Dipanjan (DJ) Sarkar

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Dipanjan (DJ) Sarkar is a Data Scientist at Red Hat, a published author, consultant and trainer. He has consulted and worked with several startups as well as Fortune 500 companies like Intel. He primarily works on leveraging data science, machine learning and deep learning to build large- scale intelligent systems. He holds a master of technology degree with specializations in Data Science and Software Engineering. He is also an avid supporter of self-learning and massive open online courses. He has recently ventured into the world of open-source products to improve the productivity of developers across the world.

Dipanjan has been an analytics practitioner for several years now, specializing in machine learning, natural language processing, statistical methods and deep learning. Having a passion for data science and education, he also acts as an AI Consultant and Mentor at various organizations like Springboard, where he helps people build their skills on areas like Data Science and Machine Learning. He also acts as a key contributor and Editor for Towards Data Science, a leading online journal focusing on Artificial Intelligence and Data Science. Dipanjan has also authored several books on R, Python, Machine Learning, Social Media Analytics, Natural Language Processing and
Deep Learning.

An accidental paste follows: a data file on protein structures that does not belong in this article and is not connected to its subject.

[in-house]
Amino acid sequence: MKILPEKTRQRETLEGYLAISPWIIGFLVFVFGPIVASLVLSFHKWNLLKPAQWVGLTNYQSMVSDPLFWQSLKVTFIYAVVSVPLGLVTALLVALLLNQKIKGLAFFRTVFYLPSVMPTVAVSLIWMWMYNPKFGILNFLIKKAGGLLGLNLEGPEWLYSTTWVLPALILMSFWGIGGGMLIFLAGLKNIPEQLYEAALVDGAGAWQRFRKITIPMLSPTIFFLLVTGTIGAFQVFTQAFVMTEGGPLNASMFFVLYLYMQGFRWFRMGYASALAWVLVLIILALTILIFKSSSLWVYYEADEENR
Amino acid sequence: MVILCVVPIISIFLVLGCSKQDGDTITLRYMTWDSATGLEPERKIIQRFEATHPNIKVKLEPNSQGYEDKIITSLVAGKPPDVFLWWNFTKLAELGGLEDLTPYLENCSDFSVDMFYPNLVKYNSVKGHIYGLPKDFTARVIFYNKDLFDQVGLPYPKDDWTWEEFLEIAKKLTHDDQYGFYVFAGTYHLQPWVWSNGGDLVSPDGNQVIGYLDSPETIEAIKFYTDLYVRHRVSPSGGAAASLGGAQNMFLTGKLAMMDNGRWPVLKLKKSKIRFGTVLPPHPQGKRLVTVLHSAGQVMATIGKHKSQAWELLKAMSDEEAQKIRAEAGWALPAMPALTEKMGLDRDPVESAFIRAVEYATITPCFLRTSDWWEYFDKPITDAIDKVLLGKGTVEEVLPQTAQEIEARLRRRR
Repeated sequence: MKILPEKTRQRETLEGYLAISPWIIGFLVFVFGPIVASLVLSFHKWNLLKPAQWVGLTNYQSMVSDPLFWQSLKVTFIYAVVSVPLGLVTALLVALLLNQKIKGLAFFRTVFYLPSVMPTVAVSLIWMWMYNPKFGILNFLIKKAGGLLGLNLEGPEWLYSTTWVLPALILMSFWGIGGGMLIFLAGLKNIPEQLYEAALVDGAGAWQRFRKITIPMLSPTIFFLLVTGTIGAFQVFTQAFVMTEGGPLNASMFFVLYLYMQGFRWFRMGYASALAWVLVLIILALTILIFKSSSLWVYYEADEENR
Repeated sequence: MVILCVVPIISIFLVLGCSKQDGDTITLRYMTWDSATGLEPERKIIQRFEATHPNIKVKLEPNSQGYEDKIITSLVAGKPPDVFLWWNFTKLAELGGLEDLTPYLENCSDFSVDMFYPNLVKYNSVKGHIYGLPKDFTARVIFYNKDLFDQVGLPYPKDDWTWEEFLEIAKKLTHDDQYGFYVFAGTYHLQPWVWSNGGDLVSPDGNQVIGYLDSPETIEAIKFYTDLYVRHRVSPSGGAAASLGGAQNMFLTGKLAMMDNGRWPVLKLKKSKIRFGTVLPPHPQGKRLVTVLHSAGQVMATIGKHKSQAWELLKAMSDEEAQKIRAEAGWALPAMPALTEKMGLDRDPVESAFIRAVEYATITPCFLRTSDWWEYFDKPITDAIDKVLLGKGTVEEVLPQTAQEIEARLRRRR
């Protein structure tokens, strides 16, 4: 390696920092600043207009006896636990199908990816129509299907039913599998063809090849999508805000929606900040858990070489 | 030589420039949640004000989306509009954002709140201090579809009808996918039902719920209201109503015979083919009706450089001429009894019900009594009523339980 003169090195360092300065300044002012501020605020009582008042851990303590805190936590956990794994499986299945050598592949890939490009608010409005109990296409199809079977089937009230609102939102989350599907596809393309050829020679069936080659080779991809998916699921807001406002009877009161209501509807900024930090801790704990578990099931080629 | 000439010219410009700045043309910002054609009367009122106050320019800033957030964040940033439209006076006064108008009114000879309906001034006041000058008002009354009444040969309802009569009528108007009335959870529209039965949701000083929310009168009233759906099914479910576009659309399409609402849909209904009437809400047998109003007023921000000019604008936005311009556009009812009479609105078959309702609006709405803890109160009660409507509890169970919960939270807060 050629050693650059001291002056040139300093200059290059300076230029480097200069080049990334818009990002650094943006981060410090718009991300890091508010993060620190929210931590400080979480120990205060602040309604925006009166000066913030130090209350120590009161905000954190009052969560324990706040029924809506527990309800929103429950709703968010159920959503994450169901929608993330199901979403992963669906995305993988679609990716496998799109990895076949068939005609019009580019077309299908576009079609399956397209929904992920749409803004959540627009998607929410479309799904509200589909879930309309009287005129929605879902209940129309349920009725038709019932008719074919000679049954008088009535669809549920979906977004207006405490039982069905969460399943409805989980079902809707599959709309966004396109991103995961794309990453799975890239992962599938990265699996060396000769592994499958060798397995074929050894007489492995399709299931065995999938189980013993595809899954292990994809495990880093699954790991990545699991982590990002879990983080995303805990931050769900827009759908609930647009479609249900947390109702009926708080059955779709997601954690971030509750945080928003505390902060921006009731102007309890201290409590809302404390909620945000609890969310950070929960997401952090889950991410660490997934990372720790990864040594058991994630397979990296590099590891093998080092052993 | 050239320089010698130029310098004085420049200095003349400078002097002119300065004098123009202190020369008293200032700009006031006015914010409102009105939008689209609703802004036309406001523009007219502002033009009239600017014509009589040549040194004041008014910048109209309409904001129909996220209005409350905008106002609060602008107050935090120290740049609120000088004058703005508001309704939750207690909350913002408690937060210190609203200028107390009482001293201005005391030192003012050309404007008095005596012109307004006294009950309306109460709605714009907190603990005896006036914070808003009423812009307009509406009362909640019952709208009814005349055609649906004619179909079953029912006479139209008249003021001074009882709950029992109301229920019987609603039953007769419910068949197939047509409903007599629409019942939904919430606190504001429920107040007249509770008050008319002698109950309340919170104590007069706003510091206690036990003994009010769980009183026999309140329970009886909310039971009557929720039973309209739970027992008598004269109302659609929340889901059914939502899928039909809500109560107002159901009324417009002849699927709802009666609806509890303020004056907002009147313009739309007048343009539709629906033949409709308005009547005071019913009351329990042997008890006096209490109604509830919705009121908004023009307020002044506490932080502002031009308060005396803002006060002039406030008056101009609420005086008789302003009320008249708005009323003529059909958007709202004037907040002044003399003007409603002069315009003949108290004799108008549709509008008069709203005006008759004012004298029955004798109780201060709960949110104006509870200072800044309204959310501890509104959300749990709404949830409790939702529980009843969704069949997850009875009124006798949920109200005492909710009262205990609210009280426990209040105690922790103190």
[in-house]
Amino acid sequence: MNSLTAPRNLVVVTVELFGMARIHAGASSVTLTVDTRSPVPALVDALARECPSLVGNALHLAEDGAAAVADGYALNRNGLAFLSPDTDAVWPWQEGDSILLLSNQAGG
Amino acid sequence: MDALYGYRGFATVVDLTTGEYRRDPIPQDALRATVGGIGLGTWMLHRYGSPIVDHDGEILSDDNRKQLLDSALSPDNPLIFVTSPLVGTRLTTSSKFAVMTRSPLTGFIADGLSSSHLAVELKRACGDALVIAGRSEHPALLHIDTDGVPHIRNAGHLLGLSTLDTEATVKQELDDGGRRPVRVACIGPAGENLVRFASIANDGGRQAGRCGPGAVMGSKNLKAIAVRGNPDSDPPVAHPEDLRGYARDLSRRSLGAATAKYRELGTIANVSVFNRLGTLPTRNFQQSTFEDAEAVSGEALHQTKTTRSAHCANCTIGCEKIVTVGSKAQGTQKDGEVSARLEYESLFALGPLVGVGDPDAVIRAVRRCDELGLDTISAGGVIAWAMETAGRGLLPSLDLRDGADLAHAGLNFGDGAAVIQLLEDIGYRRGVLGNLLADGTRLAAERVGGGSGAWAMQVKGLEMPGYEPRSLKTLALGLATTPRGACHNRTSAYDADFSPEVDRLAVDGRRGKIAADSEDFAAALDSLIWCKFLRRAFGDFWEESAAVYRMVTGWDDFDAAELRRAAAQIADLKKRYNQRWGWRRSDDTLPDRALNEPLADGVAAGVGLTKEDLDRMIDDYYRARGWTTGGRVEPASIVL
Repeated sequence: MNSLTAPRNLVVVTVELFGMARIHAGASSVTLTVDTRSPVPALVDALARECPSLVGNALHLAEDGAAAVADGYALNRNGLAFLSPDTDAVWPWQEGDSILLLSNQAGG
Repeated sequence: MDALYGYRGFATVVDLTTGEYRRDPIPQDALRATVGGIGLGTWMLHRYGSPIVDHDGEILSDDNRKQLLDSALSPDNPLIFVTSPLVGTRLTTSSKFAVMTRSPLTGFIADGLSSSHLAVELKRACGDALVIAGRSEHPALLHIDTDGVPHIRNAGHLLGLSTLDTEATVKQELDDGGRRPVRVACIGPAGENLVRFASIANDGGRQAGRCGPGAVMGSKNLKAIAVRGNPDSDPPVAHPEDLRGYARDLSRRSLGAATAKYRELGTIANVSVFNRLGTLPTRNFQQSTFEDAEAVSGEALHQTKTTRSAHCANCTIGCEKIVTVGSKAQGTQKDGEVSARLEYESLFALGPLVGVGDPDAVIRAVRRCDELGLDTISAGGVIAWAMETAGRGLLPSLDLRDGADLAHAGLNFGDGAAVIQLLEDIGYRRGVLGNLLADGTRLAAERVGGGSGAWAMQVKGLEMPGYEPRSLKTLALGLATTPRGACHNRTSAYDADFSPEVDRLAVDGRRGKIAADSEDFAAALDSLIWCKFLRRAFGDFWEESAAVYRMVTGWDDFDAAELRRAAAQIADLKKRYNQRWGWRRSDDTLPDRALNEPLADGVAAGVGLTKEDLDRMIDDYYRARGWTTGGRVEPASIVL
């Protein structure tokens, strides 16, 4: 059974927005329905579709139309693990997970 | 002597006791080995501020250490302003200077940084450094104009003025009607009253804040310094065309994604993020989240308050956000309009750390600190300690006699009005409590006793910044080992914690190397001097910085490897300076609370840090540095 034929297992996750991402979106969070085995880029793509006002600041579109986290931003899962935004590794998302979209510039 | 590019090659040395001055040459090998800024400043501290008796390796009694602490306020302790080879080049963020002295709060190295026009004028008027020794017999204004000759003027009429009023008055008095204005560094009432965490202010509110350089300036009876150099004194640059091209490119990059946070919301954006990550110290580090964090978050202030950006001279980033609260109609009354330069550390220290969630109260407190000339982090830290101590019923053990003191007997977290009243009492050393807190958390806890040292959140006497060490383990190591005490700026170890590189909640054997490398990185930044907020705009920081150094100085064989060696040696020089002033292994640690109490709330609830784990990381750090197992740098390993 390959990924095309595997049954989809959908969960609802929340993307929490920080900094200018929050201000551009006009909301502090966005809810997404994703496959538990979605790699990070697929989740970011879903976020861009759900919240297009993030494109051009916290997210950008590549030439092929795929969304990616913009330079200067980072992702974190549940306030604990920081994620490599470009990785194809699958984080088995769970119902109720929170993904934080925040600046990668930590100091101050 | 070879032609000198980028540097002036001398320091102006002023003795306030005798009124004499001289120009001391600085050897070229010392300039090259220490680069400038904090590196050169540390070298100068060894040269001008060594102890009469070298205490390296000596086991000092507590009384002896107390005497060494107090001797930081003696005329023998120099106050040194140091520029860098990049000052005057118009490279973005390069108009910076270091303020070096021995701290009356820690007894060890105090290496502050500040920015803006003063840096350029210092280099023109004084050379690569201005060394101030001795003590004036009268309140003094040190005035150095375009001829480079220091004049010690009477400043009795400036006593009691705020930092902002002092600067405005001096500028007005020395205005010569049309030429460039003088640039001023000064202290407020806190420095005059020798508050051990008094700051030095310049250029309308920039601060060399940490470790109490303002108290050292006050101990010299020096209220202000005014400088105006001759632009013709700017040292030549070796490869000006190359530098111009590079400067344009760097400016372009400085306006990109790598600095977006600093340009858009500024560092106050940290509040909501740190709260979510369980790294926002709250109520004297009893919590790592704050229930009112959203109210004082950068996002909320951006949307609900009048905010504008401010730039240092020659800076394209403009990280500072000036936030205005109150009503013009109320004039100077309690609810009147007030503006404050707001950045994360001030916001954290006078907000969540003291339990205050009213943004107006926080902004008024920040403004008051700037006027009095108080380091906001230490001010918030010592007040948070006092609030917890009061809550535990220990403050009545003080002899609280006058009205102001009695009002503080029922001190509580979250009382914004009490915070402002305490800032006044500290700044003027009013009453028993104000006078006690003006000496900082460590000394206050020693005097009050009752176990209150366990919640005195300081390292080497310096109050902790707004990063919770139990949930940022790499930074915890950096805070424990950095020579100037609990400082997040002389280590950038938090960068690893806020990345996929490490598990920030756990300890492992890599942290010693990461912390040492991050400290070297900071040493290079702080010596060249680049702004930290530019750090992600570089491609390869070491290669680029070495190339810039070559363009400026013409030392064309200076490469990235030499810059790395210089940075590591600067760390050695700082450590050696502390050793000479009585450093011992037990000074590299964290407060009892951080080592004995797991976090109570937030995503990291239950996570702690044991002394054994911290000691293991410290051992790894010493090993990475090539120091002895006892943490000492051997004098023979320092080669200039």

Dipanjan's interests include learning about new technology, financial markets, disruptive start-ups, data science, artificial intelligence and deep learning. In his spare time he loves reading, gaming, watching popular sitcoms and football and writing interesting articles on https://medium.com/@dipanzan.sarkar and https://www.linkedin.com/in/dipanzan. He is also a strong supporter of open-source and publishes his code and analyses from his books and articles on GitHub at https://github.com/dipanjanS.

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Absolutely, so overall the data structures are kind of similar yet different making it a bit confusing. But if you check the history of the evolution of Spark (https://stackoverflow.com/questions/31508083/difference-between-datafra…), we first had the RDDs and then DataFrames came into the picture in 2013 and then finally Dataset spun off from DataFrames in 2015 as a type-safe version of DFs.

Datasets are pretty good and work quite well in native Spark (leveraging Scala) but since we leverage python in our example, we have to go for Spark DataFrames. Traditionally though Datasets have always been slightly slower than DataFrames but their performance is catching up (https://databricks.com/session/demystifying-dataframe-and-dataset). Hope this helps!